Hey, Mom! Talking to My Mother #27 - Memorial Service part 10 - Fights and Hugs
Today is a short one, relatively speaking. Possibly including my biggest chunk of my Memorial Service talk text to date but short in terms of added material. Dad is coming over soon to help me with a project and then we're taking him out to dinner. We're going to finally thread the ethernet cable under the floor. Things like this bring back to me how different life is without you. Dad and I do not recap how you're doing. There's no recap of how you slept, ate, or pooped. And Dad does not have to get back home to relieve whomever is sitting with you. Granted, this is more freedom for him, but we would all trade the freedom to spend more time with you.
So, here's the next to last bit of the Memorial Service talk for this first day in August, the first day for which I cannot subtract four from the date to get how many days since you died.
This bit is continued from part nine HERE.
I could go on and on, but this is my last story about Marjorie, who by the way, did not like me to call her Marjorie, which we all took to doing in the years since the meningitis. A few years ago, she informed me that I was to call her “mom” or even “mommy” but not “Marjorie.” In her final days, because she loved it so much, I called her “mommy” a lot. Though I share many qualities with my father, and I look like him, I am most like my mother. I inherited my mother’s premature grey hair and her digestive issues. I get my emotional make up from her. When I showed up to the condo here in Richland on Thursday July 2nd, the day the hospice nurse told us she would not see to the end, my father said “here comes the soft-hearted one” as I swooped in and sat at my mother’s side.
By saying I am soft-hearted like my mother, this is not to say my father is not soft-hearted because he is, but he does not wear it on his sleeve quite as much as Mom and I. So, we’re a lot alike and because of this similarity, we would clash. All the time while I was growing up, my father would tell me “don’t argue with your mother.” Sometimes, he said it a bit more strongly than that but the essence of the message was always the same and it was repeated over and over and over. For years, I thought my father very unfair because there was no discussion of WHY I was arguing with my mother or about me being right, there was just the same remark: “don’t argue with your mother.”
I tried to respect his wishes, but we would argue and often when he was not around. As an adult in my 20s and 30s, living with my parents, and as someone who worked at home, my mother and I would often have these arguments during the day when we were home alone together, often when she was being frantic woman, scrambling to get ready to leave for her day in town. I don’t even remember what these arguments were about. Probably about me being selfish or taking advantage of her. Or lacking in common sense. My mother was very big on common sense. For the rest of my life, I will hear my mother’s voice in my head: “Why would you do that? Christopher! Don’t you have any common sense?”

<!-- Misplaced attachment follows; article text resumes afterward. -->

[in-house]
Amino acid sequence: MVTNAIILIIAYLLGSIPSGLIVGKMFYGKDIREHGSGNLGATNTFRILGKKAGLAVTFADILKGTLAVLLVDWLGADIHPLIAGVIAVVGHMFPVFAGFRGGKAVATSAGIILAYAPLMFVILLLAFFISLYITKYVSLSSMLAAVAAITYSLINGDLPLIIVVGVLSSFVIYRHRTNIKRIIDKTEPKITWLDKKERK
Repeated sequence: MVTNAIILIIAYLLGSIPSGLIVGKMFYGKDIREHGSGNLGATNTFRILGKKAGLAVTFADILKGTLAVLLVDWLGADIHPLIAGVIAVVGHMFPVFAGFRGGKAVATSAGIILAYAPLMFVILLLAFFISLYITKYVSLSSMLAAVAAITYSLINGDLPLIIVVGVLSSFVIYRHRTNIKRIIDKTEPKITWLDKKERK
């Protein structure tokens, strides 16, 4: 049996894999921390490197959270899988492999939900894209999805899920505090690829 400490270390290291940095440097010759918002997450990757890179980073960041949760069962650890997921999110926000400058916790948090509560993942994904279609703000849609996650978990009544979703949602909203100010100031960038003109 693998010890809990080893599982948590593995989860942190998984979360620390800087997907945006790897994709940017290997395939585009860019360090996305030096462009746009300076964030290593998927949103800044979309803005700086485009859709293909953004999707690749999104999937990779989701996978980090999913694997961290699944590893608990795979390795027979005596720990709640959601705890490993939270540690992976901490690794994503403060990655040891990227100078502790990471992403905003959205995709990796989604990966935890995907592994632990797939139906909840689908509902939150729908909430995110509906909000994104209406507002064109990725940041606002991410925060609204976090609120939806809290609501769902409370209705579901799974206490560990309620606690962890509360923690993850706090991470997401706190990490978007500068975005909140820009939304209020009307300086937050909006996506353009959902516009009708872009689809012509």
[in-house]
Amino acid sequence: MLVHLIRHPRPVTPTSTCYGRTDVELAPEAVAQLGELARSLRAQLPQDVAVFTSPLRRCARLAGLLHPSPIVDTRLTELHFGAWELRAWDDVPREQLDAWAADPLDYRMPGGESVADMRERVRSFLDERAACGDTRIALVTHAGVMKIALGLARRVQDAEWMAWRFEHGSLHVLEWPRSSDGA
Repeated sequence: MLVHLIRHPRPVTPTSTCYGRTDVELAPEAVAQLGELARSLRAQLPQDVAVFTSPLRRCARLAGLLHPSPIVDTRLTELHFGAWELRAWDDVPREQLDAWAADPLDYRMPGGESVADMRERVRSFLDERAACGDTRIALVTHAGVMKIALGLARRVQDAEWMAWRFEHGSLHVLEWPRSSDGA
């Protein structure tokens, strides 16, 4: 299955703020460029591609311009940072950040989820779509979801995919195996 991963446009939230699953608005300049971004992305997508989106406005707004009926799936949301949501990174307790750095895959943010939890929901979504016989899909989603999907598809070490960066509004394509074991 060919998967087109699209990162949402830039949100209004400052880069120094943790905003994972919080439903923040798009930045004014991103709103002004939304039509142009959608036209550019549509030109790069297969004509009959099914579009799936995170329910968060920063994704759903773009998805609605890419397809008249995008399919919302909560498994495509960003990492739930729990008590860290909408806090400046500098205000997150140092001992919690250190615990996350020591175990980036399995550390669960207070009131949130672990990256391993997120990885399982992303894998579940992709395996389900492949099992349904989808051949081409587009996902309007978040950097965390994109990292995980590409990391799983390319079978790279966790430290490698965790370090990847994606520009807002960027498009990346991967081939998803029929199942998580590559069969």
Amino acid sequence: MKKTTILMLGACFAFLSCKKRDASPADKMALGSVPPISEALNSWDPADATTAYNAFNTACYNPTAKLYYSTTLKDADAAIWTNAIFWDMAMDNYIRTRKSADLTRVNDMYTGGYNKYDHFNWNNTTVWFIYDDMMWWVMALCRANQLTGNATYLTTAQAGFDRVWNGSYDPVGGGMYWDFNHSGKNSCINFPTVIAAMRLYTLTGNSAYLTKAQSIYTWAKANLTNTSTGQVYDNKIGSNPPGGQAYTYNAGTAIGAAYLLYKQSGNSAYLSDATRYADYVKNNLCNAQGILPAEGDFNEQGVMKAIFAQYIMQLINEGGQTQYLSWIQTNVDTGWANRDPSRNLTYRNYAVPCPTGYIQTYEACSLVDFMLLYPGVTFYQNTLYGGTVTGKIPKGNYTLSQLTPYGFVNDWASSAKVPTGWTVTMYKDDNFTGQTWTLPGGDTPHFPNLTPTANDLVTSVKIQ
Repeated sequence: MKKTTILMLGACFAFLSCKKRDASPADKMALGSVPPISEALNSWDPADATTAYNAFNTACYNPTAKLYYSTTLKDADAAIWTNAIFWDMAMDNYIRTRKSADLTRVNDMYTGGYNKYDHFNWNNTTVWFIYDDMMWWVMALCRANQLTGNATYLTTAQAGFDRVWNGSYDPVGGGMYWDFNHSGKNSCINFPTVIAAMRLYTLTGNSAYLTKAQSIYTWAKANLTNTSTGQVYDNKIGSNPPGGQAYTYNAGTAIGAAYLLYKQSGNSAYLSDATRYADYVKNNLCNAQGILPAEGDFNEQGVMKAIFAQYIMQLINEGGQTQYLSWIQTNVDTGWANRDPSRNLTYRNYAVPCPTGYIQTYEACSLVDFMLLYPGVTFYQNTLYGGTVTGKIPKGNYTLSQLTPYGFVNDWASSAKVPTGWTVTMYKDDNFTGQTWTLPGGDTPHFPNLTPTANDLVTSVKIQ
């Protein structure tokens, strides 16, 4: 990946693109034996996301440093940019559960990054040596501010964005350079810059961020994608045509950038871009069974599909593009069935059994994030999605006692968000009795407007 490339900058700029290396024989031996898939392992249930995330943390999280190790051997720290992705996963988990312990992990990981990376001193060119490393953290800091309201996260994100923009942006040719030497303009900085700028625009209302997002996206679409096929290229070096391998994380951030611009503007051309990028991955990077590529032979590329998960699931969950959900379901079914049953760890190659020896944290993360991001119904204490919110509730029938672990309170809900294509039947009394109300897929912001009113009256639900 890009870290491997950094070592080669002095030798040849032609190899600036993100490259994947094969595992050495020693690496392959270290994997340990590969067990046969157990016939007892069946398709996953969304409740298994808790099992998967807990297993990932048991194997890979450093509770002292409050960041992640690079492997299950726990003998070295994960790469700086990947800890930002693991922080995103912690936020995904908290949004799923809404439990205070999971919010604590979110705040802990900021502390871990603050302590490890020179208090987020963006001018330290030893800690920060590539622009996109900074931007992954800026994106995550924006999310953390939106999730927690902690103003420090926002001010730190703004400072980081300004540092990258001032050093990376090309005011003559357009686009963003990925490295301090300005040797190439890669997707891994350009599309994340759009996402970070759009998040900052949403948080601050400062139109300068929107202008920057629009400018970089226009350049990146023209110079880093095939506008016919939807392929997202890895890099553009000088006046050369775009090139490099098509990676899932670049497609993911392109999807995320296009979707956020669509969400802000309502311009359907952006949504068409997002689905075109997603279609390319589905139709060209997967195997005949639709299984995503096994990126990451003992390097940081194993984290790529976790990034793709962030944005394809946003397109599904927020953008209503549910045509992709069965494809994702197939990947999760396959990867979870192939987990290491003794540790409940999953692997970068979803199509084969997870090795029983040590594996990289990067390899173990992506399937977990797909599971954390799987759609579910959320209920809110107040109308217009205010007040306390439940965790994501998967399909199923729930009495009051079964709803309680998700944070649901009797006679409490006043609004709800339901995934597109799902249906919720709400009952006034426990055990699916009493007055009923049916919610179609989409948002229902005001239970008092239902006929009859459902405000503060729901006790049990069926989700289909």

So, there would be arguments about all kinds of things, like eating her mints or not paying her for ironing. I don’t remember. These flare ups would be bad. There would be yelling. But usually the argument would reach its climax and de-escalate quickly, and then I would want to make up. I would often cry and ask for forgiveness, or she would say she was sorry, though only after I said it first. Then, I would want to hug. My mother would say “Oh, Christopher, you’re too old for this.” But she would hug me anyway, and we would make up.
But after the meningitis? After she came home from Bronson ICU and Mary Free Bed, for the last fifteen years, she could not get enough of hugs and kisses and “I love yous.” I showered her with affection. I probably smothered her with it. She never again told me I was too old for hugs. She soaked it all up and still had room for more.
I hugged and kissed her a lot in her last two weeks. And every night for the last few years when I called, I told my father to kiss her and tell her I loved her. He always did. Sometimes when she was listening she would say it back or try. She tried to say how she felt about us all often in her last week but couldn’t get out the words. She did not want for affection and neither did we. There was never any doubt how much my mother loved us all. She told us in everything she did. And as Ms. Intensity, she was most intense about loving her family with more sheer force and strength than the big bang that created the universe.
Have someone give you a kiss, and tell you that I love you.
Talk to you tomorrow, Mom.
- Days ago = 28 days ago
- Bloggery committed by chris tower - 1508.01 - 14:10